resting place of CN 593 ••••• the engine is enshrined at Lady Bowater
Park, on the west coast of Newfoundland.
; ,
, J

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,,~ .
• • I
Canadian Rail
Page 15
Right-of-Way for the Mail I
-o. S. A. Lavallee
Of the many specialized services offered by the railway, one
of the older and more familiar ones is represented by the railway
post office car, forming part of the consist of inter-city passen­
ger trains and enabling the sorting and classification of letters
and parcels to go on during transportation between major centres,
effectin6 a considerable time-saving in dispatch of the mails.
With the increased use of aircraft to dispatch first class mail ln
Canada over all but the shortest distances, the R.P.O. car, as it
is called, has diminished in numbers and services. Nonetheless, in
the past, such applications in North America have been sufficiently
widespread to provide an interesting hobby to collectors of R. P.O.
An interesting offshoot of the railway travelling post office
was the far more limited field of the street railway postal cars.
In the United States in particular, many lines possessed mail tran­
sport franchises and even effected cancellation of mail en route by
trolley, in the same manner as main line railways. Common as this
practice was in the ~ed States, however, only one Canadian street
railway was known to have possessed tram cars specially constructed
for transportation of the Royal Mail, and that was the Ottawa Elec­
tric Railway Company, which possessed at least six such cars over a
period of time ending about forty-five years ago. While our infor­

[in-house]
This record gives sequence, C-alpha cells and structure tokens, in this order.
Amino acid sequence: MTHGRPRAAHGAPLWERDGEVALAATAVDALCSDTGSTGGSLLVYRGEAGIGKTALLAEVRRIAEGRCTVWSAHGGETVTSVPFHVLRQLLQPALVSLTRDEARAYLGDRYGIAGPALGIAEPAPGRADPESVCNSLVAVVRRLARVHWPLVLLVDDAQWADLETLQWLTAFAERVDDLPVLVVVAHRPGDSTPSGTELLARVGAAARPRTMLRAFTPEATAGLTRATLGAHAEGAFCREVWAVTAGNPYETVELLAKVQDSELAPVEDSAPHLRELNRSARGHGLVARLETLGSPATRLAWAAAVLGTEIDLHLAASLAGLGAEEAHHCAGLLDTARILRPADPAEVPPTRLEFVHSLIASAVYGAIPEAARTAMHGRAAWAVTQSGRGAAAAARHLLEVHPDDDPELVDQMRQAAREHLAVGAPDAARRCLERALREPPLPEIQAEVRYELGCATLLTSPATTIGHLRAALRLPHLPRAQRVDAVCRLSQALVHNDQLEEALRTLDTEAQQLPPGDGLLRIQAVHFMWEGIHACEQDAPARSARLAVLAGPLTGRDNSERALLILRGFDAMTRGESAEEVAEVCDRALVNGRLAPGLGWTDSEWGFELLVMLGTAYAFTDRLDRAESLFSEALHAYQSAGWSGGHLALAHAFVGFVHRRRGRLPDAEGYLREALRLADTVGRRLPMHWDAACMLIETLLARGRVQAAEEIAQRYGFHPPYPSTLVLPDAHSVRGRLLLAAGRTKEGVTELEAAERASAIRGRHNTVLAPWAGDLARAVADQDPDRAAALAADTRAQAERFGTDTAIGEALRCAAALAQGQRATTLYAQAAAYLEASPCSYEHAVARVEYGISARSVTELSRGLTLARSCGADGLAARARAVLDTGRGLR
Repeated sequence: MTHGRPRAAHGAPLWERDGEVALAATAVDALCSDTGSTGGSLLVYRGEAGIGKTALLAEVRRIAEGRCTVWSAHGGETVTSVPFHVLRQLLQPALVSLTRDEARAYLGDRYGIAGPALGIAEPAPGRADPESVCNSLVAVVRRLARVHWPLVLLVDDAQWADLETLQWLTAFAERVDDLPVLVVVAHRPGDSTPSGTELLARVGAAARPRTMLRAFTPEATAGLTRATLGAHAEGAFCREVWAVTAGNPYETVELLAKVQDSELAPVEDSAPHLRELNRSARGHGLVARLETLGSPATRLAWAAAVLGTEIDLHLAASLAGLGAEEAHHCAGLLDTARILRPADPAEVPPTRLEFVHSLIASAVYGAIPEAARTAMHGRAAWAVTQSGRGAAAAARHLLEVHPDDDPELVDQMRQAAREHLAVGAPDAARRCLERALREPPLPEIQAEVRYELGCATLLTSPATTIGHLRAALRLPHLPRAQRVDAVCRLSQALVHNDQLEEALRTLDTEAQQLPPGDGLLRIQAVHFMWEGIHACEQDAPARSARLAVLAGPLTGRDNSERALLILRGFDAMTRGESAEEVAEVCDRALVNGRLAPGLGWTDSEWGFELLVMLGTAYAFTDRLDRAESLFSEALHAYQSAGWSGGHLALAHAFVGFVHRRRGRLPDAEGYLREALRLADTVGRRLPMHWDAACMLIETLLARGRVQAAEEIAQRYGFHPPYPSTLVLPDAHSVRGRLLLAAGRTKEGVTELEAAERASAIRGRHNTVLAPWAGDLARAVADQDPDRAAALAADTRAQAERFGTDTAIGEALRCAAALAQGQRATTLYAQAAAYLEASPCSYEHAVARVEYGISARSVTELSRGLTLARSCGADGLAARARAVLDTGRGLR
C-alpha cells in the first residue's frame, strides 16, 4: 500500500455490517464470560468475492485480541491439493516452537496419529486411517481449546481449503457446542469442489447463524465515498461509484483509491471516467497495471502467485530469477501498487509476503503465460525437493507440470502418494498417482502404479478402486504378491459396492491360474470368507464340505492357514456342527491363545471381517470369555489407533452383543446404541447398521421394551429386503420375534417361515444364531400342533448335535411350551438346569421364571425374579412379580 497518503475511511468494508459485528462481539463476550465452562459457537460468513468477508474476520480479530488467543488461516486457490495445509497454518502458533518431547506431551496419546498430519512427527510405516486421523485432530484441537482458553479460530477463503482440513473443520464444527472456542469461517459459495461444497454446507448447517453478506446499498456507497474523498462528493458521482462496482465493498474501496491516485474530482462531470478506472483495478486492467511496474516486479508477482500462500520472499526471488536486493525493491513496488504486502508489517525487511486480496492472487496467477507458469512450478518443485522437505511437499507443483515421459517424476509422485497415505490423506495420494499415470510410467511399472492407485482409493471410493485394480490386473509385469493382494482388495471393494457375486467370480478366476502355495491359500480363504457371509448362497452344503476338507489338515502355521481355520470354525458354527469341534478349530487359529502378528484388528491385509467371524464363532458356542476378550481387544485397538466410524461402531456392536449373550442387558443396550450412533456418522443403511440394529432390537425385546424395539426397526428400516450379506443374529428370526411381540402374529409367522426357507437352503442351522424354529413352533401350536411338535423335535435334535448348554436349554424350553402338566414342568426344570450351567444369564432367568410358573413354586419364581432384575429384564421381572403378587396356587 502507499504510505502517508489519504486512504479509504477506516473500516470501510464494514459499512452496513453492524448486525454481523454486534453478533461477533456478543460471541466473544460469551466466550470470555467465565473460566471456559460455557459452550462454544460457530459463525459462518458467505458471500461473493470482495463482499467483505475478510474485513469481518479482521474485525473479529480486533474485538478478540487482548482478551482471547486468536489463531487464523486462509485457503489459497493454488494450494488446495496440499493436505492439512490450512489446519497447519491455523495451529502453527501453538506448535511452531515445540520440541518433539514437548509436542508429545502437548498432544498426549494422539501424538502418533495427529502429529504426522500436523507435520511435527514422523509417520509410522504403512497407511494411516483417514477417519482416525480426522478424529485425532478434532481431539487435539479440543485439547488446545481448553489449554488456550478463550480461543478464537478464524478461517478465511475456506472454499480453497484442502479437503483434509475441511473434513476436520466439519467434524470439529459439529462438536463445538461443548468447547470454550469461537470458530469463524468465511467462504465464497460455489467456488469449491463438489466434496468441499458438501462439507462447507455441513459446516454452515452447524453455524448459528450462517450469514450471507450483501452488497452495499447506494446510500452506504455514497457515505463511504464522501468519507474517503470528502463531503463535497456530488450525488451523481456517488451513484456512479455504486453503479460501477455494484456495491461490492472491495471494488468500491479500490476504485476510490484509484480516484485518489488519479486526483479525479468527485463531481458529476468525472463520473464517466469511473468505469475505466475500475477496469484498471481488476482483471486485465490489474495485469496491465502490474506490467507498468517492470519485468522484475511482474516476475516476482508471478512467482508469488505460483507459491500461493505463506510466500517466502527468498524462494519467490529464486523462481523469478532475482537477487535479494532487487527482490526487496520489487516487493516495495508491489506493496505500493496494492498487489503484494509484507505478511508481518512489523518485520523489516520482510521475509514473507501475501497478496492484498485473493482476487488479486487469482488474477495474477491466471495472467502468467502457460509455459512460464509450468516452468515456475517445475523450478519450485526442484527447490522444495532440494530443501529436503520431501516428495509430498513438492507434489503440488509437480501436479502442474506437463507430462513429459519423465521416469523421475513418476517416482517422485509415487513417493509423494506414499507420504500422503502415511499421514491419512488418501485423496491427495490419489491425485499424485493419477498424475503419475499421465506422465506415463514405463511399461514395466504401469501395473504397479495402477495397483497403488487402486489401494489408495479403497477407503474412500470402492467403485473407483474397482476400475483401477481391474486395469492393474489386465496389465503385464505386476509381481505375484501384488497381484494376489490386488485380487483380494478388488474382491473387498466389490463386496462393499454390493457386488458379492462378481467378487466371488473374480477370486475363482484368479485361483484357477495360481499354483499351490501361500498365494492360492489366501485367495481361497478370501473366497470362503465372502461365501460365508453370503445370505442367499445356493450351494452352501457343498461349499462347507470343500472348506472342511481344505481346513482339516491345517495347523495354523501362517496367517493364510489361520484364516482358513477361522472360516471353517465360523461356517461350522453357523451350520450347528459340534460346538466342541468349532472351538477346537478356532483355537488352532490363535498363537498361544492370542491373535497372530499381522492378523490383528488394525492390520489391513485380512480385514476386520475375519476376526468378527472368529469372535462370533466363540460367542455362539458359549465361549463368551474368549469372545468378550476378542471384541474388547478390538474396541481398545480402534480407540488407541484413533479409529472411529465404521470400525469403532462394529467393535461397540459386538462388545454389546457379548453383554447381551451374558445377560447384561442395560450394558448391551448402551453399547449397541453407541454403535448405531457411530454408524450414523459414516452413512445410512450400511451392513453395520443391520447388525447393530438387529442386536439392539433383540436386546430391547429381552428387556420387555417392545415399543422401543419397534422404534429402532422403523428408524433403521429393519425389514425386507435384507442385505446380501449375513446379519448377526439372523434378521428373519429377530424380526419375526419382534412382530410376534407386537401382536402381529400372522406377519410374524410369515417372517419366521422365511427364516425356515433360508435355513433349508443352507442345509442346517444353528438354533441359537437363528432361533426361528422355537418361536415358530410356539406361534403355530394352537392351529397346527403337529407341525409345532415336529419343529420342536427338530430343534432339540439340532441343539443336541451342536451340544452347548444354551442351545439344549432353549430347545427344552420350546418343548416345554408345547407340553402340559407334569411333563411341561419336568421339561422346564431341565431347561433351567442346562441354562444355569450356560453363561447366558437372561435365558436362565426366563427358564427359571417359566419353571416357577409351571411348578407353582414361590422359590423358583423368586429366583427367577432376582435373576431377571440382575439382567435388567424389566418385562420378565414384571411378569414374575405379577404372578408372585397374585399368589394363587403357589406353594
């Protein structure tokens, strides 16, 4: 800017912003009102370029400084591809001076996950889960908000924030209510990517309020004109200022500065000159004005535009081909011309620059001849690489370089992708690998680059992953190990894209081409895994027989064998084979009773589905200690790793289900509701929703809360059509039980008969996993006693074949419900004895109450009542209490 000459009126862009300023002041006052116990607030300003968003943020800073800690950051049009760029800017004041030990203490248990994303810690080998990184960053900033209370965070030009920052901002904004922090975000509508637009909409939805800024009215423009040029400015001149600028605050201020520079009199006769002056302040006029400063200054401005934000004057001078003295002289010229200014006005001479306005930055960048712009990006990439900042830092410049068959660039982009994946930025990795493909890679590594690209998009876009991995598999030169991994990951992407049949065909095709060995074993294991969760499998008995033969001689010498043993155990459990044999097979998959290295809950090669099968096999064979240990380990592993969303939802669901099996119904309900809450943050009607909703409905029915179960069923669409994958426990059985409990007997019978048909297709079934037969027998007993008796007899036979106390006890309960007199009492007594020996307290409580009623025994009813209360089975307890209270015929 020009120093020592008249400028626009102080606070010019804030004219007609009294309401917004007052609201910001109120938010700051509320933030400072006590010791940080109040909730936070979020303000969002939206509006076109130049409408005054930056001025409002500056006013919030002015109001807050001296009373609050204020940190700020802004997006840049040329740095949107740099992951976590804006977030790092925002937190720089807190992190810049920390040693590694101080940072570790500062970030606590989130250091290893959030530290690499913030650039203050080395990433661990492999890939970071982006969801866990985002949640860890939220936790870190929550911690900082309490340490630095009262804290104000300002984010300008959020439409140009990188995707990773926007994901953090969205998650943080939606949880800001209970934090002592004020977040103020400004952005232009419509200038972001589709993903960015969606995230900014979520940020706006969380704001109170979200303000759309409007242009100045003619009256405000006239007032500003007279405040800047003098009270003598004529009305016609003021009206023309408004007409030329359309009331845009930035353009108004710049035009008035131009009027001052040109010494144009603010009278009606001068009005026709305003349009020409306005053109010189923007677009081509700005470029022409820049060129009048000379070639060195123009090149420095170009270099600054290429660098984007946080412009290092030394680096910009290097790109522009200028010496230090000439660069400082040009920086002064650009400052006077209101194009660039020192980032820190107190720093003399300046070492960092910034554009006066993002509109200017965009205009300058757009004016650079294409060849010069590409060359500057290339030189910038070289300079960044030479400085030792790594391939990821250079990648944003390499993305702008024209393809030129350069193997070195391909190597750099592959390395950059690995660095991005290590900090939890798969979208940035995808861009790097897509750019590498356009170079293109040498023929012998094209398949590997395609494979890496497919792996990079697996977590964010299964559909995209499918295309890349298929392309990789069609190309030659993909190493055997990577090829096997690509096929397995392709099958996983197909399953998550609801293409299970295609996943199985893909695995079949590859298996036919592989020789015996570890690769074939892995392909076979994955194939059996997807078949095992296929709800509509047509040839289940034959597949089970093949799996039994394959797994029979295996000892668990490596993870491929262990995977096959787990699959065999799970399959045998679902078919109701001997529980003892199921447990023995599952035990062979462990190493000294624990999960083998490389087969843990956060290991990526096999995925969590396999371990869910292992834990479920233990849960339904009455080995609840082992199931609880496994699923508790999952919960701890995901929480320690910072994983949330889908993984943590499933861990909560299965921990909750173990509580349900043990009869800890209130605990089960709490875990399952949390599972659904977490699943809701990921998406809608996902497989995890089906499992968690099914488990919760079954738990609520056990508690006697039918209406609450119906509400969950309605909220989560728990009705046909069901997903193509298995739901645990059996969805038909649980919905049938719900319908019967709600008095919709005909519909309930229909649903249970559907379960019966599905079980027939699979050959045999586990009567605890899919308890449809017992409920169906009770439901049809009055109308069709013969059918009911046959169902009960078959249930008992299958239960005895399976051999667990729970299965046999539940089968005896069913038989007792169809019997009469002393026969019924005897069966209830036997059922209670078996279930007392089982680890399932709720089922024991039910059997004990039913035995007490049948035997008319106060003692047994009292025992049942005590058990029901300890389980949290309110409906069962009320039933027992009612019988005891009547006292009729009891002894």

mation is admittedly meagre, there is no record that the mail was
sorted or cancelled in transit, or that the cars were used other
than for transportation alone.
Other Canadian systems had mail-carrying franchises, in which
bags of letters were conveyed on board passenger or express cars.
There is a celebrated case in the history of one of the Lakehead
street railway systems touchin6 the question as to whether a street
car carrying mail bad the right-of-way over a peacetime parade of
the militia. The case was decided in favour of the street railway,
and the motorman, who had been pursued by mounted troops, arbitrar­
ily removed from his car and arrested by the military, was vindic­
ated and recompensed for damages.
In Ottawa, the movement of mail between the central post off­
ice at the Sappers Bridge and three different railway stations,
hitherto performed by horse-and-wagon, was expedited about 1895
when the Ottawa Electric Railway converted and electrified three
former horse cars into Royal Mail vehicles. Pressed into service,
they soan showed the advantage of rail-borne traffic over wagons in
the often-muddy streets of the capital. These cars, numbered 1, 2
and 3, were painted white-and-red, carried the Royal Coat-of-Arms,
and the inscription Royal Mail, very prominently displayed.
There is no record at this late date that the mail ever failed to
get through, in accordance with tradition.
The original Royal Mail car of the Ottawa Electric Railway, photo-
~ graphed in front of the Capi tals Post Office around the turn of the
O.E.R.423, built in 1906 as a Royal Mail car for the Ottawa Electric
system and later converted to a of work eqUipment. This tram
was retired in 1959, and acquired the following year for restoration
and exhibition in the Canadian Rail Transportati.on Museum. ~

Page 17
In 1906, this service had become so important and essential to